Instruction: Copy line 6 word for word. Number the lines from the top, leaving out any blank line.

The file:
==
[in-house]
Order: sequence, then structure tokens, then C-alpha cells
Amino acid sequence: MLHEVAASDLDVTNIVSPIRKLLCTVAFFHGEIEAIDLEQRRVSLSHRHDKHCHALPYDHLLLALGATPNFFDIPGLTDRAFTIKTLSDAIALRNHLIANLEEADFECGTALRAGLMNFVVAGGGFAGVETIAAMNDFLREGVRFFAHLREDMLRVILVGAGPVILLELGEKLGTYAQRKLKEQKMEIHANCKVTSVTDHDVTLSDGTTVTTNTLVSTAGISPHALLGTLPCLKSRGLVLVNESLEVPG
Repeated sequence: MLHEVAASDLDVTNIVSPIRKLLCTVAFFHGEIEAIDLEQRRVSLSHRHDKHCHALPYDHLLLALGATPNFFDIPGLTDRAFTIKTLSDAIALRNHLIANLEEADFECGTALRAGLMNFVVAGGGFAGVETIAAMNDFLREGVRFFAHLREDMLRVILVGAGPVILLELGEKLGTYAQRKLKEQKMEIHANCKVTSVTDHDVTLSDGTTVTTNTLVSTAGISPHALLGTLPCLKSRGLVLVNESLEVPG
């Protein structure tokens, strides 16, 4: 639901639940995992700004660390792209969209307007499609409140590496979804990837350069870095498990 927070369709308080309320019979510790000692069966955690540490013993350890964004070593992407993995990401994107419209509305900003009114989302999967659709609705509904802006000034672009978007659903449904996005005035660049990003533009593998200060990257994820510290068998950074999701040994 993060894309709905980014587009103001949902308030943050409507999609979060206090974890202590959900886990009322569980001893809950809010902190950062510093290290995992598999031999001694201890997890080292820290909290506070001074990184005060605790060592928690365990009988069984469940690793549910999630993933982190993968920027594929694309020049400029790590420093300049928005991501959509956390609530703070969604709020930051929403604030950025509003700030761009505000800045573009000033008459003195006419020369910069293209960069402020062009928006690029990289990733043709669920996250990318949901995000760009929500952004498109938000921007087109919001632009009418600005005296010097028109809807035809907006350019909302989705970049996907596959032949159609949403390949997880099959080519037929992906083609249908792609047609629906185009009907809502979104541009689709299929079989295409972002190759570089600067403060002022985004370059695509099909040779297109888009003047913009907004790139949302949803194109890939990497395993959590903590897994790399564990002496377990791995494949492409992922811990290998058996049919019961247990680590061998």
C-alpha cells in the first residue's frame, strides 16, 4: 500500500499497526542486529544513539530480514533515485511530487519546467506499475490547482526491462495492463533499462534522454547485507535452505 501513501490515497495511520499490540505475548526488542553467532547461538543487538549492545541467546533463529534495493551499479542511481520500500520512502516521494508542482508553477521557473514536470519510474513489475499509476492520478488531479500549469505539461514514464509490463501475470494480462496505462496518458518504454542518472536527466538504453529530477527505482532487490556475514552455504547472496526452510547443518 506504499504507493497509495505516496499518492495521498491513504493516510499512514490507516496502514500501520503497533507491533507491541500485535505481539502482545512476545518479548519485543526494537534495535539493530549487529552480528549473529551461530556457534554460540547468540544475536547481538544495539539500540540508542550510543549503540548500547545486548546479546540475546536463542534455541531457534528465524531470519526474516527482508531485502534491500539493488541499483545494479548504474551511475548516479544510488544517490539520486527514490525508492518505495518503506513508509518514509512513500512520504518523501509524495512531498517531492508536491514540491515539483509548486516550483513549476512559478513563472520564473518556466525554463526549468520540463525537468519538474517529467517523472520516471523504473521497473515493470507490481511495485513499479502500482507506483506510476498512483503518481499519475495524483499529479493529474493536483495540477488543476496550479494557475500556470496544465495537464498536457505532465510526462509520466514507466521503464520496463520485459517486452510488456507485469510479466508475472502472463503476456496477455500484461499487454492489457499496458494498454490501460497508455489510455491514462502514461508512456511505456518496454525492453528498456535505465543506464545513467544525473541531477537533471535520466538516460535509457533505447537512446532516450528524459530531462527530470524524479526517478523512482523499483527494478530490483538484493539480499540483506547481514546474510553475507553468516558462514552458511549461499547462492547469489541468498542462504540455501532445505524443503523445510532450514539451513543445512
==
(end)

C-alpha cells in the first residue's frame, strides 16, 4: 500500500499497526542486529544513539530480514533515485511530487519546467506499475490547482526491462495492463533499462534522454547485507535452505 501513501490515497495511520499490540505475548526488542553467532547461538543487538549492545541467546533463529534495493551499479542511481520500500520512502516521494508542482508553477521557473514536470519510474513489475499509476492520478488531479500549469505539461514514464509490463501475470494480462496505462496518458518504454542518472536527466538504453529530477527505482532487490556475514552455504547472496526452510547443518 506504499504507493497509495505516496499518492495521498491513504493516510499512514490507516496502514500501520503497533507491533507491541500485535505481539502482545512476545518479548519485543526494537534495535539493530549487529552480528549473529551461530556457534554460540547468540544475536547481538544495539539500540540508542550510543549503540548500547545486548546479546540475546536463542534455541531457534528465524531470519526474516527482508531485502534491500539493488541499483545494479548504474551511475548516479544510488544517490539520486527514490525508492518505495518503506513508509518514509512513500512520504518523501509524495512531498517531492508536491514540491515539483509548486516550483513549476512559478513563472520564473518556466525554463526549468520540463525537468519538474517529467517523472520516471523504473521497473515493470507490481511495485513499479502500482507506483506510476498512483503518481499519475495524483499529479493529474493536483495540477488543476496550479494557475500556470496544465495537464498536457505532465510526462509520466514507466521503464520496463520485459517486452510488456507485469510479466508475472502472463503476456496477455500484461499487454492489457499496458494498454490501460497508455489510455491514462502514461508512456511505456518496454525492453528498456535505465543506464545513467544525473541531477537533471535520466538516460535509457533505447537512446532516450528524459530531462527530470524524479526517478523512482523499483527494478530490483538484493539480499540483506547481514546474510553475507553468516558462514552458511549461499547462492547469489541468498542462504540455501532445505524443503523445510532450514539451513543445512